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Crookes tubes, a type of cathode ray tube

Crookes tubes, a type of cathode ray tube

V900/0027

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Credit

JEAN-LOUP CHARMET / SCIENCE PHOTO LIBRARY JEAN-LOUP CHARMET / SCIENCE PHOTO LIBRARY

Caption

Cathode ray tubes. Artwork of 3 Crookes tubes, a type of cathode ray or vacuum tube, showing effects caused by exposure to cathode rays. In the upper image a screen painted with platinum cyanide and barium fluoresces. In the centre image two minerals that appear colourless under normal light are fluorescing blue & orange. In the lower image Geissler tubes filled with fluid are fluorescing. Crookes tubes were used by British physicist W. Crookes from 1878 to investigate cathode rays. He found that the rays (which are made of electrons) made glass fluoresce, travelled in straight lines and could be bent by applying a magnetic field. Image by H. Kraemer in the 19th century.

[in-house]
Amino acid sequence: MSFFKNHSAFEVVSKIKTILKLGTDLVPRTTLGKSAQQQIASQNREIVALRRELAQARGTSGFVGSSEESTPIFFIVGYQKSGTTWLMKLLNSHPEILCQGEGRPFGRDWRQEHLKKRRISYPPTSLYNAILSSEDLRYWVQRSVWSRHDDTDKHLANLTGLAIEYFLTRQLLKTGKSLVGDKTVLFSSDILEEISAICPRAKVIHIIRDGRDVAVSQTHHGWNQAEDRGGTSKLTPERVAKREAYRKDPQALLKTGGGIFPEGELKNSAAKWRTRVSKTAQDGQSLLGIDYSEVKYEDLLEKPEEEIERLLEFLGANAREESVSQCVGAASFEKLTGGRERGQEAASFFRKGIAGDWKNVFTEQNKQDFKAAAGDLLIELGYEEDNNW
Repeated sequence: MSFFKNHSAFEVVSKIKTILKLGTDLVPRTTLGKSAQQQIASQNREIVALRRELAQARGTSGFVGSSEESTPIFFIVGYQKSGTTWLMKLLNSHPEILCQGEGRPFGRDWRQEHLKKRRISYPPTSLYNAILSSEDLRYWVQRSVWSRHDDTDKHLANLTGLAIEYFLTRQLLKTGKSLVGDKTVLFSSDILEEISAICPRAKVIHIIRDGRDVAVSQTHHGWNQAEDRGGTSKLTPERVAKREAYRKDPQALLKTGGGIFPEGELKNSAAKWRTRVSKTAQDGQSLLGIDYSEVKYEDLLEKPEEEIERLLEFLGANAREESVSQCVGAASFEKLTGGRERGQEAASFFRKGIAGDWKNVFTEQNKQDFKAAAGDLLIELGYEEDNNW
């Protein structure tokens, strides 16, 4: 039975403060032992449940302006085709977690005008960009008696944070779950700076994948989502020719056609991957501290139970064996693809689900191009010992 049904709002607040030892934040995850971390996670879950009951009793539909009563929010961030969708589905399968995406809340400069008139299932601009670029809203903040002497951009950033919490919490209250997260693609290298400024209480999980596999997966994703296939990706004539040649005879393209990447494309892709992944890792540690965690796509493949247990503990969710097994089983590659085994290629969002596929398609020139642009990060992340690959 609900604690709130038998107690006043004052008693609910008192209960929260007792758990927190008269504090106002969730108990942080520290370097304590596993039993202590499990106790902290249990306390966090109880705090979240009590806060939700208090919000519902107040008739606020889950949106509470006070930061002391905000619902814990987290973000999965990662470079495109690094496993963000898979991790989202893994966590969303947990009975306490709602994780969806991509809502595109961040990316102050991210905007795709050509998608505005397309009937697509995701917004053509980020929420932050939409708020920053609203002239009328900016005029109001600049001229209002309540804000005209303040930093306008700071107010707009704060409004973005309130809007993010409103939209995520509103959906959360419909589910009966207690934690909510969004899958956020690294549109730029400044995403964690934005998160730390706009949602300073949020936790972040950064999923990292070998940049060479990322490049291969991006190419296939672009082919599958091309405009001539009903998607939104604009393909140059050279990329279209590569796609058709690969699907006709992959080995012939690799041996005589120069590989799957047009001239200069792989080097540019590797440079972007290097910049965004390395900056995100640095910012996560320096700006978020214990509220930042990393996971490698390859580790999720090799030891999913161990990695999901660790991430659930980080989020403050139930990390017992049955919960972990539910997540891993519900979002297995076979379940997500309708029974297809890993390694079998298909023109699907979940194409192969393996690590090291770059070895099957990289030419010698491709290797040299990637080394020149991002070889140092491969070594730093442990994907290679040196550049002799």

Release details

Model release not required. Property release not required.

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